2Chronicles 4:1 ¶ Moreover he made an altar of brass, twenty cubits the length thereof, and twenty cubits the breadth thereof, and ten cubits the height thereof.
This chapter continues from the last with the listing of things that Solomon made for the temple. It is obvious that though it reads as though Solomon makes these things, he is the one telling the people what to make and providing the detailed instructions.
He made an altar of brass that was 20 cubits (35 feet) long, 20 cubits wide and ten cubits (17.5 feet) tall.
Guzik notes: “The idea behind the Hebrew word for altar is essentially, killing-place. This was the place of sacrifice, the center for worship and service for the priests and the people.”
The NIV Commentary makes application: “Just as in the tabernacle, the altar was the first main object to be met as one entered the sanctuary court. It demonstrates that God may be approached only through sacrifices, i.e., through the substitutionary and testamentary death of Christ.”
2Chronicles 4:2 Also he made a molten sea of ten cubits from brim to brim, round in compass, and five cubits the height thereof; and a line of thirty cubits did compass it round about.
2Chronicles 4:3 And under it was the similitude of oxen, which did compass it round about: ten in a cubit, compassing the sea round about. Two rows of oxen were cast, when it was cast.
2Chronicles 4:4 It stood upon twelve oxen, three looking toward the north, and three looking toward the west, and three looking toward the south, and three looking toward the east: and the sea was set above upon them, and all their hinder parts were inward.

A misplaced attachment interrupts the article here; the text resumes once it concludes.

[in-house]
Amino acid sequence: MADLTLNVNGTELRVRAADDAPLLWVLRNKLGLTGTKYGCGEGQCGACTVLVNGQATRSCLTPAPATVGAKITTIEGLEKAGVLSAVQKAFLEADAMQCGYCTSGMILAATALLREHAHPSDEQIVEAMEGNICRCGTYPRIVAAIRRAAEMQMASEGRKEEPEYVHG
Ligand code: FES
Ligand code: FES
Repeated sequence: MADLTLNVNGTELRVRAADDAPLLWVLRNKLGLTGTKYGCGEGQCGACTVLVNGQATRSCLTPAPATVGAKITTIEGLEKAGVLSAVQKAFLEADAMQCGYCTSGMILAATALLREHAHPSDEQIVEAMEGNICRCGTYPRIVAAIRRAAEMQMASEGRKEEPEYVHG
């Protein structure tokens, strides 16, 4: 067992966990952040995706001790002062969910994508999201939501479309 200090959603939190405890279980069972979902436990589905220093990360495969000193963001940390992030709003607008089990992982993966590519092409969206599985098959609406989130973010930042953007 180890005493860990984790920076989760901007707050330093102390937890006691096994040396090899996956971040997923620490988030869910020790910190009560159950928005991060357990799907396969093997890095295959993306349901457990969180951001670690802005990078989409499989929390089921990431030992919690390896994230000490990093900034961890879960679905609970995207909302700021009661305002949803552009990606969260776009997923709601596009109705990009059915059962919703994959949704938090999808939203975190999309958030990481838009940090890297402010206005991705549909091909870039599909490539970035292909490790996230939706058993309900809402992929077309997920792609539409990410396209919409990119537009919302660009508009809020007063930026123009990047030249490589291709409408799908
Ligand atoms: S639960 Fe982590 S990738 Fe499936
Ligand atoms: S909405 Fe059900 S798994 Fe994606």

2Chronicles 4:5 And the thickness of it was an handbreadth, and the brim of it like the work of the brim of a cup, with flowers of lilies; and it received and held three thousand baths.
Also made was a huge vessel of one piece of cast metal that was called the molten or brasen sea because it was made of brass.
2 Kings 25:16 “The two pillars, one sea, and the bases which Solomon had made for the house of the LORD; the brass of all these vessels was without weight.”
The molten sea was circular and had a diameter of ten cubits, a depth of five cubits (8.75 feet) and a circumference of 30 cubits (52.5 feet). It sounds like the outside of the sea was embossed with two rows of figures of oxen; there were ten figures in every cubit (21”). Taken in conjunction with 1Kings 7:24…
“And under the brim of it round about there were knops compassing it, ten in a cubit, compassing the sea round about: the knops were cast in two rows, when it was cast.”
…these figures were probably just the heads of the oxen.
The sea was supported by 12 brass oxen—3 facing north, 3 facing west, 3 facing south and 3 facing east. The sea was a handbreath (width of a person’s four fingers, approximately 3”) thick, its rim like a cup or a lily blossom (flared). It had a capacity of 3000 baths (16,500 gallons).
Note: There is a discrepancy with 1Kings that says that it holds 2000 baths. Clarke offers this explanation: “As this book was written after the Babylonish captivity, it is very possible that reference is here made to the Babylonish bath which might have been less than the Jewish. We have already seen that the cubit of Moses, or of the ancient Hebrews, was longer than the Babylonish by one palm….It might be the same with the measures of capacity; so that two thousand of the ancient Jewish baths might have been equal to three thousand of those used after the captivity.”
NIV Commentary application: “It was used by the priests for washing and taught the necessity for purity on the part of those approaching God. It pointed typically to the washing of regeneration and sanctification provided in Christ.”